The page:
Foreign exchange rates in light of Mnuchin, Powell testimony before the US Senate …

As of  11:23 am AST, 1 December 2020:

How to read the chart:

CAD/USD: If you come to the United States with one Canadian dollar (CAD)and wish to sell it for a US dollar (USD), the market price is .77051 USD.

USD/CAD: If you take a US dollar (USD) to Canada and wish to sell it for a Canadian dollar (CAD), the market price is 1.29766 CAD

CAD/USD=0.77051   USD/CAD=1.29766

CNH/USD= 0.15204   USD/CNH=6.57584

EUR/USD= 1.19642   USD/EUR=0.83573

DKK/USD =0.16075   USD/DKK=6.21944

NGN/USD= 0.00261    USD/NGN=378.336

JPY/USD=0.00960    USD/JPY=104.12

INR/USD=0.01351       USD/INR=73.8918

JMD/USD=0.00675     USD/JMD=145.028

GYD/USD=0.00469       USD/GYD= 205.043

GHS/USD=0.17028    USD/GHS= 5.82869

XCD/USD=0.37037        USD/XCD= 2.70

KES/USD = 0.00900       USD/KES= 109.047

BTC/USD= 16,987.20    USD/BTC= 0.00006

Source: OANDA

Major political/legal events impacting currencies

Today, Steven Mnuchin, Secretary of the U.S. Department of the Treasury, and Jerome Powell, Chairman of the Board of Governors of the Federal Reserve System, are testifying before the U.S. Senate Committee on Banking, Housing and Urban Affairs.  Questions are expected to seek clarification as to Secretary Mnuchin’s request that remaining funds from the CARES Act be sent back to the Congress’ general fund.  Chairman Powell will reiterate the need for fiscal policy in the face of increasing COVID-19 infections and an economy that is still on the rebound.  

Source: U.S. Senate Committee on Banking, Housing and Urban Affairs

Long term yields tick up in anticipation of Powell, Mnuchin testimony …

As of 10:27 am AST 1 December 2020, U.S. Treasury rates and Federal Funds rates are as follows:

3-month: .08%

6-month: .09%

12-month: .10%

2-year: .16%

10-year: .88%

30-year: 1.62%

Fed Funds Rate: 0.08%

Federal Reserve Target: 0.25%

Prime Rate: 3.25%

Source: Bloomberg

Major political/legal events impacting currencies

Today, Steven Mnuchin, Secretary of the U.S. Department of the Treasury, and Jerome Powell, Chairman of the Board of Governors of the Federal Reserve System, will testify before the U.S. Senate Committee on Banking, Housing and Urban Affairs.  Questions are expected to seek clarification as to Secretary Mnuchin’s request that remaining funds from the CARES Act be sent back to the Congress’ general fund.  Chairman Powell will reiterate the need for fiscal policy in the face of increasing COVID-19 infections and an economy that is still on the rebound.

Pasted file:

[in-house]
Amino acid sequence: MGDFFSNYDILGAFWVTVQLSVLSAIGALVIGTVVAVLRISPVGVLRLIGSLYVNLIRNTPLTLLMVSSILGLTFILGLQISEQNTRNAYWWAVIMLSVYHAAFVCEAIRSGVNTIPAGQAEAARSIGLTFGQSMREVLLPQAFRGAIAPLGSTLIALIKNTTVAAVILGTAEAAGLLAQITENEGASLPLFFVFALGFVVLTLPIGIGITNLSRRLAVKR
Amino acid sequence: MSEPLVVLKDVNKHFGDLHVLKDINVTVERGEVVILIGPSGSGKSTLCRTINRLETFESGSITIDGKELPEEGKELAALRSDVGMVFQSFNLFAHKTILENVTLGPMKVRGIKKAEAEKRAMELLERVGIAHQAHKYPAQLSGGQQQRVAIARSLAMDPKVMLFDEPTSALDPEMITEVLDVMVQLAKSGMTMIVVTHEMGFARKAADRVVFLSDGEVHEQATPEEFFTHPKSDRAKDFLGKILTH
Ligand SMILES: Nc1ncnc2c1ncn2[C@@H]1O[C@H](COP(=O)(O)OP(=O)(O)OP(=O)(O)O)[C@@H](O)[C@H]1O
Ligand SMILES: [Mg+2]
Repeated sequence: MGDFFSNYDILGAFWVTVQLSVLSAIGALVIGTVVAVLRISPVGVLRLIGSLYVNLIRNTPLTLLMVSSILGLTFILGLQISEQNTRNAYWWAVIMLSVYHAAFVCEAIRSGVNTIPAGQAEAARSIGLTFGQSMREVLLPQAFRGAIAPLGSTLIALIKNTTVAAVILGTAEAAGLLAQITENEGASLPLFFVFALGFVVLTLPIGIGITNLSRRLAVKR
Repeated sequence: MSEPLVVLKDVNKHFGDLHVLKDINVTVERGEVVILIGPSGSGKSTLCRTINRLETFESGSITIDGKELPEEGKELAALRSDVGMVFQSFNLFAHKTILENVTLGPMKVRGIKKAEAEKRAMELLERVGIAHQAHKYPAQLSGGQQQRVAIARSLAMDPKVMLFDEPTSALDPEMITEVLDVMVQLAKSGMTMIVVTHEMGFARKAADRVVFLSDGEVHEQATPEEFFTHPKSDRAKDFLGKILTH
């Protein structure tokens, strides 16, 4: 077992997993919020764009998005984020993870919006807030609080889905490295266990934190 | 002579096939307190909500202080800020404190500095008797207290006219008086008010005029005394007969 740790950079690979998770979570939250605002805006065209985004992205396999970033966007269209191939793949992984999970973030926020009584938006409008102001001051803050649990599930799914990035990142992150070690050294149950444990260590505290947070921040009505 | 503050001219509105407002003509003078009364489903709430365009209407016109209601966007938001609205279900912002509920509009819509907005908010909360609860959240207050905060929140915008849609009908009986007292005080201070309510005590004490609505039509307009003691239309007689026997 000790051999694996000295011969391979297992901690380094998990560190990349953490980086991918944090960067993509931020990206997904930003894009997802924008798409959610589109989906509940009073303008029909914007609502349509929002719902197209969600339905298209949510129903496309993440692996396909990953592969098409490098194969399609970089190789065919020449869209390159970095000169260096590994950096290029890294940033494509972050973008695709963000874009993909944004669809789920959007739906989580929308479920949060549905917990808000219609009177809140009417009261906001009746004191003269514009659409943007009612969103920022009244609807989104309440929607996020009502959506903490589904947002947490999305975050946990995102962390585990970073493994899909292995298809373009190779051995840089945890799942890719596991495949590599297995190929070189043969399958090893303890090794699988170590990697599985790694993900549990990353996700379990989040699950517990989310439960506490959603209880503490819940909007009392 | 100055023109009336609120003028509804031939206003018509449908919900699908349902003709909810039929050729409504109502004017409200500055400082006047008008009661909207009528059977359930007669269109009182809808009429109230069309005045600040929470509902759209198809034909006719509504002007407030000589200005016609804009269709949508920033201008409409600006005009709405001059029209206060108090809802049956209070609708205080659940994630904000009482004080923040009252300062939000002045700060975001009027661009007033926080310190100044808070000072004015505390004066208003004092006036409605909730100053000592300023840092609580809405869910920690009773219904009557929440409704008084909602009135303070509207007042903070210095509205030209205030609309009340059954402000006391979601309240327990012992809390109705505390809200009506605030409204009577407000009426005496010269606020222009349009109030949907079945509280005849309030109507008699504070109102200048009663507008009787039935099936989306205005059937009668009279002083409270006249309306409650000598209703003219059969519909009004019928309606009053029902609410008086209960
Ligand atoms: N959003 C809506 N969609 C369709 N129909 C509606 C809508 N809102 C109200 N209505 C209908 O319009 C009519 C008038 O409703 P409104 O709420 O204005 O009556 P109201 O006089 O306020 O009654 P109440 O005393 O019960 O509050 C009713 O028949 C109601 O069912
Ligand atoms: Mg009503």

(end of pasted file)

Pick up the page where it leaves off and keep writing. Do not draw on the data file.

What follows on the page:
Source: U.S. Senate Committee on Banking, Housing and Urban Affairs

Of banks and the politics of coronavirus support …

Politics of banking

Earlier today, the chairman of the U.S. House of Representatives Select Sub-committee on the Coronavirus Crisis, James Clyburn, Democrat of South Carolina, sent a letter to Steven Mnuchin, Secretary of the United States Department of the Treasury, and Jovita Carranza, Administrator of the Small Business Administration, requesting that Treasury and the SBA take steps to ensure that $130 billion remaining under the Paycheck Protection Program and Health Care Enhancement Act (PPP) are allocated to businesses truly in need and that both agencies increase the level of transparency about the recipients of funds that have already been expended.

According to the letter sent by Chairman Clyburn, Congress is concerned that with no clear guidance issued by either the Treasury Department or the SBA, larger businesses that already had lending relationships with banks that distributed the funding, would be first in line for the lion share of funds.  It was partly due to this fear that Congress followed up the Coronavirus Aid, Relief and Economic Security Act (CARES Act) with the Paycheck Protection Program and Health Care Enhancement Act, which provided an additional $310 billion in funding and set aside $60 billion to be distributed by community lenders with a track record for lending money to smaller borrowers.

The political controversy surrounding the support program is spawned by Chairman Clyburn’s that banks release the names of all recipients of paycheck protection program funding.  Republicans apparently have not signed off on this request given the lack of Republican signatures on Chairman Clyburn’s letter.  In addition, Secretary Mnuchin has referred to the requested information as proprietary, a description that Chairman Clyburn does not agree with.

The issue appears more a political one than a market one.  Neither demand or supply for these funds are the result of economic interaction between the seeker of loanable funds and provider but more the result of government imposed shutdowns, and the resulting slowdown in the economy as social distancing and quarantines have reduced foot traffic in restaurants, stores, and automobile showrooms to a halt and in a number of cases has caused businesses to seek bankruptcy protection.

The big banks, including J.P. Morgan Chase, Bank of America, Truist, Citibank, and Wells Fargo have been called out by critics for hooking up larger businesses with more established relationships versus the mom and pop with ten employees on the verge of shut down.

But as Paul Miller of Miller & Co. LLP shared in a post on BloombergTax.com, there are alternative sources of funding for small businesses out there.  They include:

  • The Employee Retention Credit;
  • Local and state coronavirus resources (see http://www.fundera.com);
  • Crowd-funding;
  • Venture capital; and
  • Traditional lines of credit.